By Trevor Bach
By Francisco Alvarado
By Trevor Bach
By Michael E. Miller
By Allie Conti
By David Villano
By Jose D. Duran
By Michael E. Miller
Miami-Dade Transit customer service -- now there's an oxymoron:Kudos to Francisco Alvarado for exposing the mismanagement and lack of commitment to customer service so rampant at the Miami-Dade Transit Agency ("Critical Mass Transit," September 2). My dependency on transit is a constant frustration and has a profound impact on me. The inconvenient schedules and the ineffectual customer-service department have been a source of endless disappointment.
It is mind-boggling that in a city the size of Miami, most transit routes cease service at around 8:00 p.m. This was especially aggravating when I attended FIU and the only route that came close to my apartment (or the Kendall area, for that matter) was the 71, for which southbound service ends at 8:05 p.m. Forget taking a night class, forget cramming during finals. (Thanks to this poor service, I have actually developed friendships with several cab drivers.) Needless to say, I may as well live on a country road in a one-stop-light town. In fact the demand exists for longer and more frequent service, yet despite the need it is never "in the budget."
While there are so many valid criticisms of MDTA (e.g., circuitous routes that look as though they were scribbled on a map by a two-year-old), Alvarado was right on the money to cite rude drivers. But to this laundry list I would add that the customer-service system is seriously flawed. All complaints are assigned an interminable reference number. (Better have a pen and paper.) The caller is then instructed to wait ten business days and call the agency back, only to hear that no action has been taken. All this is only if the agent decides to log a complaint -- some will defend a driver at all costs. What private business could get away with this?
When a driver decided to pass me up while I had handfuls of groceries and was freezing, I contacted MDTA director Roosevelt Bradley's office via certified letter. I never received a reply, even though his secretary confirmed receipt. (I had asked only that the incident be investigated.) I was therefore heartened to read of his zero-tolerance policy for abusive drivers, and will be happy to furnish him with my address should he ever decide to respond to my inquiry.
Indeed there is much room for improvement at MDTA and Bradley has his work cut out for him. I don't envy him at all. Now I must hurry and finish this before I miss the last bus home.
I was nearly killed while on my bike -- and MDTA scolded me for it:I would like to say something about some of the MDTA bus drivers who have no regard for others. I am a senior citizen and ride my bike for exercise up and down Collins Avenue, mostly in the mornings. Around 57th Street and Collins I was riding my bike at the foot of the curb on the street when this double-size bus cut me off. If I hadn't fallen to the curb on the sidewalk, I surely would have been dead.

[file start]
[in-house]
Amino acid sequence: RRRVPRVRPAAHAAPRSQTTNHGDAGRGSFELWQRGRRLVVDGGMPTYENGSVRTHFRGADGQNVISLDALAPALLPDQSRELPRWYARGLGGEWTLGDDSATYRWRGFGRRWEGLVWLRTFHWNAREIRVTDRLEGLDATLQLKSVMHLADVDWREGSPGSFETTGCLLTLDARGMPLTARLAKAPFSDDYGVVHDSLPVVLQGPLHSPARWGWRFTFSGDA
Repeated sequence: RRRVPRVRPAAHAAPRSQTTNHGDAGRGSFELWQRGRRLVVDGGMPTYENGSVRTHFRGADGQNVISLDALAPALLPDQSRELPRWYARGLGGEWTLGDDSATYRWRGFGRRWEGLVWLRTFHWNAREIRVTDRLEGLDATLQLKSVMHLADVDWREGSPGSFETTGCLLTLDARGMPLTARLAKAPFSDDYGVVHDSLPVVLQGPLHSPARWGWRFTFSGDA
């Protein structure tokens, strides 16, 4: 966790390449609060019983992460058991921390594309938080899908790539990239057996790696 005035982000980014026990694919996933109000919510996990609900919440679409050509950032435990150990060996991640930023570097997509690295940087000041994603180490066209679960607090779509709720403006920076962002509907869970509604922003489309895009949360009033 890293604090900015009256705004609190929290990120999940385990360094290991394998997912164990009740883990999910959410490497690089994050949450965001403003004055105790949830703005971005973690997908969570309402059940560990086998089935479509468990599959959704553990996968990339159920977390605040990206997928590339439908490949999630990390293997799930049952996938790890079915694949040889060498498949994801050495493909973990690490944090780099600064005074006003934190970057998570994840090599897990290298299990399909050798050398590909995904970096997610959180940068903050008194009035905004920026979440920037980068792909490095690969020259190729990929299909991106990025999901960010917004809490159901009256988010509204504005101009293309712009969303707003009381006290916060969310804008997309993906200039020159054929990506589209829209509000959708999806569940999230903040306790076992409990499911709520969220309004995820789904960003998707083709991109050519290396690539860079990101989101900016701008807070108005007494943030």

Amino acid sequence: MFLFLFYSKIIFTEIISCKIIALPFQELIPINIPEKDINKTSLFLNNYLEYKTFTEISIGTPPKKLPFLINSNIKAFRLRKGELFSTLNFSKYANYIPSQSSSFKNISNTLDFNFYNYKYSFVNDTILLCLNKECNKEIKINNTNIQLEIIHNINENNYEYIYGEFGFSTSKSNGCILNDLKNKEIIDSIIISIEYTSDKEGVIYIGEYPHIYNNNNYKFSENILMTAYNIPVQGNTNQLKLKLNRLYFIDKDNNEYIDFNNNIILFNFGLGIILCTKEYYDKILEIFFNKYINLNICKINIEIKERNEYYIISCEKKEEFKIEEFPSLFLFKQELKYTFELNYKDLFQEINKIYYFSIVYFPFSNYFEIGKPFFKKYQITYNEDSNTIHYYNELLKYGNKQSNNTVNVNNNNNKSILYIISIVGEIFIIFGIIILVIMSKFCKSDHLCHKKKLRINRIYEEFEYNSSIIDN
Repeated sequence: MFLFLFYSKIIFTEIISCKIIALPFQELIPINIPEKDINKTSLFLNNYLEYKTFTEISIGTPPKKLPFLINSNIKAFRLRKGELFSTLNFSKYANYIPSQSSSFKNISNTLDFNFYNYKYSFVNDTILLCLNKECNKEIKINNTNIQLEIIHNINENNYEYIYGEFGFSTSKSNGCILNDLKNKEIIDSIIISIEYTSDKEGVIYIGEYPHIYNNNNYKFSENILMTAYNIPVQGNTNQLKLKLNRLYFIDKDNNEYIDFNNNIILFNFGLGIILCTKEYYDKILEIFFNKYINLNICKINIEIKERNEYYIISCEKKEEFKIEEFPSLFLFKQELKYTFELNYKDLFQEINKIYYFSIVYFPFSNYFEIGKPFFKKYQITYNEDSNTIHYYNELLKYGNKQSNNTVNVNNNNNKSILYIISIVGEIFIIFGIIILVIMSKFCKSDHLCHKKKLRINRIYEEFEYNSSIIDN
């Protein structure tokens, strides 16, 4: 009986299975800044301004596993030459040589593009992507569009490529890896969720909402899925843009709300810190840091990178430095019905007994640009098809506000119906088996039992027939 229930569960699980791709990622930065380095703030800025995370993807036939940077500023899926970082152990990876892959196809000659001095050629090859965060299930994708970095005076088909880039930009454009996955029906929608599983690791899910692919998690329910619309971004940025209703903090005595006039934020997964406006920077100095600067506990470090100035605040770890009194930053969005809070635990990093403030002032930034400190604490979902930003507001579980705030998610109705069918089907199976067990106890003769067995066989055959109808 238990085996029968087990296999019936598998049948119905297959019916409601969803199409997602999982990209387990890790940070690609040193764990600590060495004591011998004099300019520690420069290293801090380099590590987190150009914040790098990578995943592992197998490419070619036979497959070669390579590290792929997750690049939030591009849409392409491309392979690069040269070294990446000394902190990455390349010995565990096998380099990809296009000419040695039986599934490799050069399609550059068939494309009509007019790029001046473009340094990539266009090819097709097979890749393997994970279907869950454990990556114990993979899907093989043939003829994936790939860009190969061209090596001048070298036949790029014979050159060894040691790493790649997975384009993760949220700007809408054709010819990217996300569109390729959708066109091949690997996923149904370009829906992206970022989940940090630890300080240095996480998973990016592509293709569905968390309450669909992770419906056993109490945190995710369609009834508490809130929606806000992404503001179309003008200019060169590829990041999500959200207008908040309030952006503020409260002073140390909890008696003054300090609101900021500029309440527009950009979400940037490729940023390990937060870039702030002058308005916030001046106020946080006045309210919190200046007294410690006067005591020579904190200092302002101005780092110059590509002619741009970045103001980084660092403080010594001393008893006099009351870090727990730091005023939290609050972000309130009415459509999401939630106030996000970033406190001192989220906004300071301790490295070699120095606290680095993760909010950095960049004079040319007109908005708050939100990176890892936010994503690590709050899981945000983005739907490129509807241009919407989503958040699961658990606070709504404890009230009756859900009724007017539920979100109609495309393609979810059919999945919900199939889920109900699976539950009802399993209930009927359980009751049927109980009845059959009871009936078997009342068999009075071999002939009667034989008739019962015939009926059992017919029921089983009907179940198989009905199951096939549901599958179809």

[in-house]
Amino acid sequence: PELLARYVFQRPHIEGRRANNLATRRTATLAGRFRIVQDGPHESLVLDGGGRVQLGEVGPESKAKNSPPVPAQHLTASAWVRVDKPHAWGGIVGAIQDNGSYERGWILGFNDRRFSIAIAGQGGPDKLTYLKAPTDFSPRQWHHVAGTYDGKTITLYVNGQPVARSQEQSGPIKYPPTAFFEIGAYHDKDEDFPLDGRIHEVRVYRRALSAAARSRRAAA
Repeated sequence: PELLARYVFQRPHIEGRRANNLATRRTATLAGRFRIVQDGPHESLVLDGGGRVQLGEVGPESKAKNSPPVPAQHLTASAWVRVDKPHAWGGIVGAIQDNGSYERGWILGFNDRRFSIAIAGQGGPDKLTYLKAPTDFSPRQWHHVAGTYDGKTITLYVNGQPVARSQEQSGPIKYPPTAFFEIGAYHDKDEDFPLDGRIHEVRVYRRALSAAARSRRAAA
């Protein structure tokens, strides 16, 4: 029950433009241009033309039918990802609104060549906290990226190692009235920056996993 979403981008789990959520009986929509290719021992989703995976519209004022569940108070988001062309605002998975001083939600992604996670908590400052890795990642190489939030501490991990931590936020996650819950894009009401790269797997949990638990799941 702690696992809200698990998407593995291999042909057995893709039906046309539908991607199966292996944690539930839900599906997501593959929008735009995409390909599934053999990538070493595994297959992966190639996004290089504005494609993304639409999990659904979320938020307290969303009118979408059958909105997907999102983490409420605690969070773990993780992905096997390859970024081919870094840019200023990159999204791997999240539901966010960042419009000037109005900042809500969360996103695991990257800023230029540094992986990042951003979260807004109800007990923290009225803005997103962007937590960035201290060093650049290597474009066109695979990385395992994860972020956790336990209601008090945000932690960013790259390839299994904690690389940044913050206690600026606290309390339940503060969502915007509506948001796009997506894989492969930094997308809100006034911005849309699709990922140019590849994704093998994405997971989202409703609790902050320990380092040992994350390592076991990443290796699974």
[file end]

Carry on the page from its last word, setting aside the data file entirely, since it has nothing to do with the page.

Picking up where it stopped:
While this bus was picking up passengers, I ran over to the side where the bus driver sits to tell her that she almost killed me. I knocked on her side window. Inside was a large, very heavy-set woman whose breast was resting over the steering wheel -- how she steered the bus I will never know. She slid open the window, curious as to why I was knocking to get her attention. I said to her: "Didn't you see? You almost knocked me down. You came right over where I was riding and practically brushed me off the road."
She responded by shutting the window. I remember her bus number because it was simple: 12345. When I got up and brushed myself off and examined the bicycle, I rode to the opposite side of the road so as to get away from her. As I was riding up Collins, suddenly she brought the bus over to my side and blew the horn really loud, as if to say F.U.
When I got home I called Miami-Dade Transit and told them what had happened, gave them the bus number and the description of the driver. This man, whoever he was, said, "Did you have a witness?" I said no. There were people in the bus but I don't know if they saw what happened. He said, "Ride your bike on the pavement," and then hung up. This isn't the only time I have had such a bad experience.
A very special kind of human ends up driving a bus: I have worked in the bus industry for years and here is the bottom line: The obnoxious, rude, overweight drivers that bus riders complain about are the only human beings on this planet willing to be bus drivers. If you fire those people, you will have no one to drive the buses. That's just the way bus drivers are.